Health care workers say their sleep as gone downhill due to COVID-19.
A study published in the Journal of Clinical Sleep Medicine suggests the coronavirus pandemic is associated with a 44% increase in insomnia among health care workers at a medical-school affiliated health system. The survey was conducted on May 15, 2020, and participants were asked to think back to their work duties two weeks prior to when the COVID-19 infections began to increase, as well as two weeks before the survey was taken.
The survey included 678 faculty physicians, nurses and advanced practice providers (i.e., nurse practitioners and physician assistants, residents and fellows). The authors reported, “44.5% reported having insomnia prior to the start of the pandemic. The pandemic increased that rate to 64%.”
According to Mayo Clinic, symptoms of insomnia include, “difficulty falling asleep at night, waking up during the night; waking up too early; not feeling well-rested after a night’s sleep; daytime tiredness or sleepiness; irritability, depression or anxiety; difficulty paying attention, focusing on tasks or remembering; and increased errors or accidents.” The effects of insomnia included fatigue, depression, and gastrointestinal problems, and anxiety, among others, the survey results indicated. “More than half the individuals” reported “at least one core symptom of depression and at least one anxiety symptom.”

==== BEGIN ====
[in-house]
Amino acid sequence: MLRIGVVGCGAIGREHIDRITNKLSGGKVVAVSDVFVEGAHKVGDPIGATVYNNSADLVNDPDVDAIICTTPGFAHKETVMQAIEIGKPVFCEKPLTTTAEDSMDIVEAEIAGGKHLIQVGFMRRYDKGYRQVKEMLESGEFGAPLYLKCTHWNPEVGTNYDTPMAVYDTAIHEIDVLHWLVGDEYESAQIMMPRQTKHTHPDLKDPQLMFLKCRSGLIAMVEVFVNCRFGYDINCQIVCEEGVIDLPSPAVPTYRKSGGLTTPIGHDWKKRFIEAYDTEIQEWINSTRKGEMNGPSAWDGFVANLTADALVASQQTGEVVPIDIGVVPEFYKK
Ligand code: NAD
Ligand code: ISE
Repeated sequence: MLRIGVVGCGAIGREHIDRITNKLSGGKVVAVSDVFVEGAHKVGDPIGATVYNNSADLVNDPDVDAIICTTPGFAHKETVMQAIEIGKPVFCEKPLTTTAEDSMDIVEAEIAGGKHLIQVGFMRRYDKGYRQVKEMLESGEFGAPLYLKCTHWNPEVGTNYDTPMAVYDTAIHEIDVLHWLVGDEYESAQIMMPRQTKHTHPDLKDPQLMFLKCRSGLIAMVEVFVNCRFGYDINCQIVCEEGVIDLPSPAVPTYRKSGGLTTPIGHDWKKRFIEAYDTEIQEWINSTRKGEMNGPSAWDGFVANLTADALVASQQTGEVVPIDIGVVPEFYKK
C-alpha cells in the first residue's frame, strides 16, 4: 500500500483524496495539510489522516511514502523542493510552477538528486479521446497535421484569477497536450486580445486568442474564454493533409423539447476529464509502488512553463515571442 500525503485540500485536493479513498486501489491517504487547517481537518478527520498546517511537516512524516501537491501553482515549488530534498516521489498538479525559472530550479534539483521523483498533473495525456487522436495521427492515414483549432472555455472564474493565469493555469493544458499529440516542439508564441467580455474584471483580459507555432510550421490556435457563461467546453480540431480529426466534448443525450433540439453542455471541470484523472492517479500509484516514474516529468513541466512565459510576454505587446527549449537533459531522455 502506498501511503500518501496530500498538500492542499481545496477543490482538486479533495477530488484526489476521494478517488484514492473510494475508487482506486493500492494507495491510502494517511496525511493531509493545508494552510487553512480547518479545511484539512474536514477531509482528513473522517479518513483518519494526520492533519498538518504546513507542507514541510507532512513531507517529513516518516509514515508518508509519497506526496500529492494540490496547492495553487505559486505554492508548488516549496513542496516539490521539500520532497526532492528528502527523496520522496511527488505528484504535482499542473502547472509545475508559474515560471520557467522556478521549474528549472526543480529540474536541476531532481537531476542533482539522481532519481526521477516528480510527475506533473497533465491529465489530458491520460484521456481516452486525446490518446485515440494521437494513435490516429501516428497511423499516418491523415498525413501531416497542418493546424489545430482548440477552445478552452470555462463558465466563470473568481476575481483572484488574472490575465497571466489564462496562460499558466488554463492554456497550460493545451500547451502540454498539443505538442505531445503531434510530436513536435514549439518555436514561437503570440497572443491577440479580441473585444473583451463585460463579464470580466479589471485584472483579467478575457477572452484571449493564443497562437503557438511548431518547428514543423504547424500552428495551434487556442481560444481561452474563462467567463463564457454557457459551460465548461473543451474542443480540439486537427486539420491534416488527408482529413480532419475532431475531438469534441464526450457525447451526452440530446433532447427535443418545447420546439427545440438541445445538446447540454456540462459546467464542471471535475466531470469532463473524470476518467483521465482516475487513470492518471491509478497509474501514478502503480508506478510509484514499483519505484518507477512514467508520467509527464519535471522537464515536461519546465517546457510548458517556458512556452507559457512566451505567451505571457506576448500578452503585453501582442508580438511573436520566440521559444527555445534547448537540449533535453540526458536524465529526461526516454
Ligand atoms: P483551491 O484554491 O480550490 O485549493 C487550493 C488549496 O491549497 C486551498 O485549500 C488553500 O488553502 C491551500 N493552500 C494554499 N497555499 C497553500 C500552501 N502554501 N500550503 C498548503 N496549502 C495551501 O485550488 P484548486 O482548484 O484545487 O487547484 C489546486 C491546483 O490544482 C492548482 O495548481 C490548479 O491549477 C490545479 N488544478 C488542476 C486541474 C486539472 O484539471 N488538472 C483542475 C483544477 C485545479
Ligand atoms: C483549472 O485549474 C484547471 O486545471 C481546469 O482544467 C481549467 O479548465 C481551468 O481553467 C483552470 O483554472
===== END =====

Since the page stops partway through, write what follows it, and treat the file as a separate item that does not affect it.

“Insomnia disorder is a patient complaint of poor sleep either in quantity or quality, it can be both, with daytime consequences of their poor sleep,” said Vaughn McCall, MD. “They suffer in the daytime because of the nighttime.”
The highest rates of insomnia were found among those not involved in direct patient care. However, the team also noted that most participants who spent 30 or more hours each week in this line of work were, on average, younger than those who didn’t, and the risk for sleep disorders increases with age.
“If you work from home, there is a risk that your sleep is going to fall apart because you don’t have your schedule anymore,” McCall said. “Most people don’t self-regulate well.”
A recent Ohio State University College of Nursing study also found that critical care nurses with compromised physical and mental health reported significantly more medical errors than those in good health. The study, conducted before the onset of COVID-19, found that “nurses who perceived that their worksite was very supportive of their well-being were twice as likely to have better physical health.” The research team published their findings in the American Journal of Critical Care. This could, in part, suggest that healthcare workers experiencing compassion fatigue and insomnia make more errors on the job.
The coronavirus pandemic has brought on many changes that could have an impact on sleep, including having to care for children who are home, trying to work in the same spaces as other family members, and attempting to manage uncertainty. Uncertainty and social isolation can cause disrupted sleep patterns, and insufficient sleep is associated with significantly detrimental health effects, especially if experienced over an extended period of time.